100 Words – Let’s Talk About Voice
I’m tucked into a corner on the second floor of my favorite used bookstore housed in an old renovated water mill – a corner with a weather-worn stuffed chair and a window that looks out over the river. Billie Holiday is crooning, “It Had to be You”, through my headphones.
What a voice.
A voice lacking in range, professionally described as “thin”, and bereft of any formal training. The New York Herald Tribune said of a 1946 performance that it “had little variation in the melody of her songs, with no change in tempo”.
And yet a voice that influenced Frank Sinatra, and “changed the art of American pop vocals forever”, according to critic John Bush. In fact, the few songs she helped co-write have become jazz standards.
How can it be that someone on one hand so undeveloped and thin in her talent touched so many so deeply?
She found her voice. Her distinct voice. An accomplishment few realize in their lifetime. It is said that where she lacked in technical ability she more than made up for with the emotion she injected into her singing. When you listen to Billie, it’s not that her voice is beautiful or amazing, it’s that you feel she’s in the room with you, stroking your hair while she sings. Her voice touches you.
Just like good writing.
Think about it…every author you’ve ever loved, he/she had a particular voice you were drawn to. Not the stories themselves – because the same story written by another author is not the same story – but the voice telling the story.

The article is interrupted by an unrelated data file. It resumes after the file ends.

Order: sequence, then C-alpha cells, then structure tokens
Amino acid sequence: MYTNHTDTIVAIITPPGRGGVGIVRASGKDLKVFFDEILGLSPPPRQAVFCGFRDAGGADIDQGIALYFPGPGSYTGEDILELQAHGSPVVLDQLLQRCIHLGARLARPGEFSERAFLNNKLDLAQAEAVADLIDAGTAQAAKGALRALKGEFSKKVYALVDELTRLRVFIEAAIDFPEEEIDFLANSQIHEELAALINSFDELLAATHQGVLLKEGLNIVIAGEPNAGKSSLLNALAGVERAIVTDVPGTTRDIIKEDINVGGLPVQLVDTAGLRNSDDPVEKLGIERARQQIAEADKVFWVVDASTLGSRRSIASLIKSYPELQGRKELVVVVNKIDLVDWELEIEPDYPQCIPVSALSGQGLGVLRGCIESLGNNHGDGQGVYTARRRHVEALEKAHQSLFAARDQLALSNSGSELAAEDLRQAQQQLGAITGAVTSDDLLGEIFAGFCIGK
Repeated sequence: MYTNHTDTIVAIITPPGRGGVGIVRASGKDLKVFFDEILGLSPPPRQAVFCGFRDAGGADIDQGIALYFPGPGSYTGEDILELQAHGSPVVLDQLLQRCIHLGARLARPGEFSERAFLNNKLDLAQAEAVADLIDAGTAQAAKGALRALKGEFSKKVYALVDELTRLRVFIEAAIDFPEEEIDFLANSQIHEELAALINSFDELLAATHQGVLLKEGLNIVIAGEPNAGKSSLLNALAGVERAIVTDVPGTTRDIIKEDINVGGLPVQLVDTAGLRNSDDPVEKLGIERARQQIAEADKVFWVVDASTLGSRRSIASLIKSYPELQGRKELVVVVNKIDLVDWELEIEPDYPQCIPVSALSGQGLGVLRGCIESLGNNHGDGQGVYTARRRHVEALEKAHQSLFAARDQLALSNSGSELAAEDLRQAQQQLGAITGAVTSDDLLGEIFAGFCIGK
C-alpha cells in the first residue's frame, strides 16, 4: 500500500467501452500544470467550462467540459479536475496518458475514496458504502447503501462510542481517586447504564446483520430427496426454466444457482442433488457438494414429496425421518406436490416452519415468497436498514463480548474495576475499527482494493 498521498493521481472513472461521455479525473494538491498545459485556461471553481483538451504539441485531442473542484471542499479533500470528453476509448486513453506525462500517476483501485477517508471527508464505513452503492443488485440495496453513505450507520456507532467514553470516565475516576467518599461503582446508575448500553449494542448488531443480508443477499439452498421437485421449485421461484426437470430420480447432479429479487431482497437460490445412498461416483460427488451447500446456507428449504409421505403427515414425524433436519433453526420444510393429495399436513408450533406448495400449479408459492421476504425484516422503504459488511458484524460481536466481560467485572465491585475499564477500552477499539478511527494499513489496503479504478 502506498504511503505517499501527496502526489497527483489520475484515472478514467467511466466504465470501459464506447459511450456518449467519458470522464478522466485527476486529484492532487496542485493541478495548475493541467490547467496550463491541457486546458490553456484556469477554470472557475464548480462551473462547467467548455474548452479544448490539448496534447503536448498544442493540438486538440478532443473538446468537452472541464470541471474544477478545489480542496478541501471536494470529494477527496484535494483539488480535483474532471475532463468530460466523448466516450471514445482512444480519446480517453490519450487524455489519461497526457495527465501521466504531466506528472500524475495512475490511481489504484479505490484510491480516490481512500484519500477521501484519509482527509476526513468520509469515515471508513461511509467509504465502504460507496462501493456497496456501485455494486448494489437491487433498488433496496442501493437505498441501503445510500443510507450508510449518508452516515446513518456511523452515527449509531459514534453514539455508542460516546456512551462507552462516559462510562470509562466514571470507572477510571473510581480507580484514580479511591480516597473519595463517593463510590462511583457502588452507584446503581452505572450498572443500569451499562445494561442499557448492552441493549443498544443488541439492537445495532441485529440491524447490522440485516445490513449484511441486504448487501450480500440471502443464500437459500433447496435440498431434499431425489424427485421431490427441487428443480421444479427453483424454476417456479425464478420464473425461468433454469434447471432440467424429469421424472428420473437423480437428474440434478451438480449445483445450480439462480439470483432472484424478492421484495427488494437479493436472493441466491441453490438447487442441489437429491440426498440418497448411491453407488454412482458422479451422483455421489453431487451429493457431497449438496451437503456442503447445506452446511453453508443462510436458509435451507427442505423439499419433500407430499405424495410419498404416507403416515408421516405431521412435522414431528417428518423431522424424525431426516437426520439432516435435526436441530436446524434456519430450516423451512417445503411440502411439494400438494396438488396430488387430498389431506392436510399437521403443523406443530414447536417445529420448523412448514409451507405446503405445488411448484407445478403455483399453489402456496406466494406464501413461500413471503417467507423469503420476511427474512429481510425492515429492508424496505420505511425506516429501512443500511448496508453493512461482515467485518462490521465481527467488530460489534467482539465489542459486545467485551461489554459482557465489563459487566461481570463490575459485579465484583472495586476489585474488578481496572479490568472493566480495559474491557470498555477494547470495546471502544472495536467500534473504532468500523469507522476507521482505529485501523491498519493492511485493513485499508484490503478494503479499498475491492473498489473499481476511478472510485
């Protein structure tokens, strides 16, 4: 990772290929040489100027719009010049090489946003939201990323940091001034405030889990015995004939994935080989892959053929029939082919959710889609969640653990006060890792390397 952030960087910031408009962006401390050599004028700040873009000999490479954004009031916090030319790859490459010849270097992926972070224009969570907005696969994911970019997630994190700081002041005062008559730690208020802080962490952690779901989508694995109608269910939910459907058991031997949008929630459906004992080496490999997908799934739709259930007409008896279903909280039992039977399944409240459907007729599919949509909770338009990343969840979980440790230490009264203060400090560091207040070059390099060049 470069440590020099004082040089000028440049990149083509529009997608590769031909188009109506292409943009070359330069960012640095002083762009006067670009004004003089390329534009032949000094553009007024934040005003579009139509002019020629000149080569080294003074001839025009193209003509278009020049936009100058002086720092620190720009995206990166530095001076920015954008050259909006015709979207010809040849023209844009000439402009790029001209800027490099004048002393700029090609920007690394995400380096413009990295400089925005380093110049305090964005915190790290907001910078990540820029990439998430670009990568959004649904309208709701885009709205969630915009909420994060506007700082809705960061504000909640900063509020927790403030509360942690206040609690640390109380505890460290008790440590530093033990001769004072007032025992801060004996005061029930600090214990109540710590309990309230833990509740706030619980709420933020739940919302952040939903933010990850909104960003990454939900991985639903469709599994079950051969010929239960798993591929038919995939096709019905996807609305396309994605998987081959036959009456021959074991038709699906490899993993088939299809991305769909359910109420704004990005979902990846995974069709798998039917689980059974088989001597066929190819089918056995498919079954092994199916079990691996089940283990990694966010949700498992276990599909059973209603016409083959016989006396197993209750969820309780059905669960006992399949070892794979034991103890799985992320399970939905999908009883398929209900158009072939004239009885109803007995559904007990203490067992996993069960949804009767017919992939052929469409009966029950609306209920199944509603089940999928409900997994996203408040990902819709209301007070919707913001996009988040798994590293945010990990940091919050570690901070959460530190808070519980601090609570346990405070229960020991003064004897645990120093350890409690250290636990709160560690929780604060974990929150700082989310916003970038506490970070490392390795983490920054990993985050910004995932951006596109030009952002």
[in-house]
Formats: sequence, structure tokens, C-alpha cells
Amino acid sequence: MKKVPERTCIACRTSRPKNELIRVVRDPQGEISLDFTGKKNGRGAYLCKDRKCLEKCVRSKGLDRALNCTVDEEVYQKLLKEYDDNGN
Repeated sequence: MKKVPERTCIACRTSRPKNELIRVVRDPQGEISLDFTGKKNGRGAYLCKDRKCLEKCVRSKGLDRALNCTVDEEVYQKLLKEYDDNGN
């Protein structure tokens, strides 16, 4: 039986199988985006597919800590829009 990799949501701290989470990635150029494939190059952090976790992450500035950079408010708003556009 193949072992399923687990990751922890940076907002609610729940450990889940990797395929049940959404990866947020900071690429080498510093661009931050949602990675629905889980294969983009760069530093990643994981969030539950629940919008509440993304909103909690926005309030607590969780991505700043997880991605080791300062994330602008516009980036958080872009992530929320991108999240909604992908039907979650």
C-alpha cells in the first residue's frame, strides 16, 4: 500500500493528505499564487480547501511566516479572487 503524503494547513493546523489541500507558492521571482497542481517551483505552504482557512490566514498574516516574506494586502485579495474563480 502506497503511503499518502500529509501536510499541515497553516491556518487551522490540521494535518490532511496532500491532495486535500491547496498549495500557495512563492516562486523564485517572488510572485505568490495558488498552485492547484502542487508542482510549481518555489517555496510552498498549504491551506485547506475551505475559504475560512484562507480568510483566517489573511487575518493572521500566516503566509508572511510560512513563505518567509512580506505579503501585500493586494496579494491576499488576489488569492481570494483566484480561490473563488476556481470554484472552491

Much of the writing advice I’ve come across in the last year is either along the lines of, ”just write dammit”, or focuses on various technical aspects of writing. And yes, if you intend to be serious about the craft of writing, than you must commit to learning the craft of writing, and you must, above all, write dammit.
But your voice, your one-of-a-kind, distinct voice is your gift to the world, to your own life in fact, regardless of whether you even write at all. Your voice is the heart of it all – the marrow inside your stories, and we’re going to milk your bones this October.
Un-drowning Your Voice
Look, I can’t presume to know what your life is like on the daily, but I know if it even closely resembles mine word-nerdlings, there’s a whole lot of background noise, interruptions, and distractions. This post, if I had had no interruptions, would have been published at about 6p.m. With distractions and interruptions I’m going to just squeeze it in before midnight. If I don’t gnaw off my own arm out of frustration first.
I also know that I see a lot of folks putting the cart before the horse – trying to be cleverlicious on Twitter, joining groups, reading blogs, counting visitors. Don’t be embarrassed, we’ve all fallen into that trap collectively. The brain is a crazy organ that is fooled easily and if you put a visible friend-counter on something, people are going to start counting and comparing and by gawd the brain is going to want to keep up.
Why? Because every new follower is a validation we must be on the right track. We know those published people over there, and those famous people over there, and those bloggers over there who got book deals from their blogs, they’ve got huge numbers of followers, so if we can just drive up our numbers – bam! The magic’s bound to happen.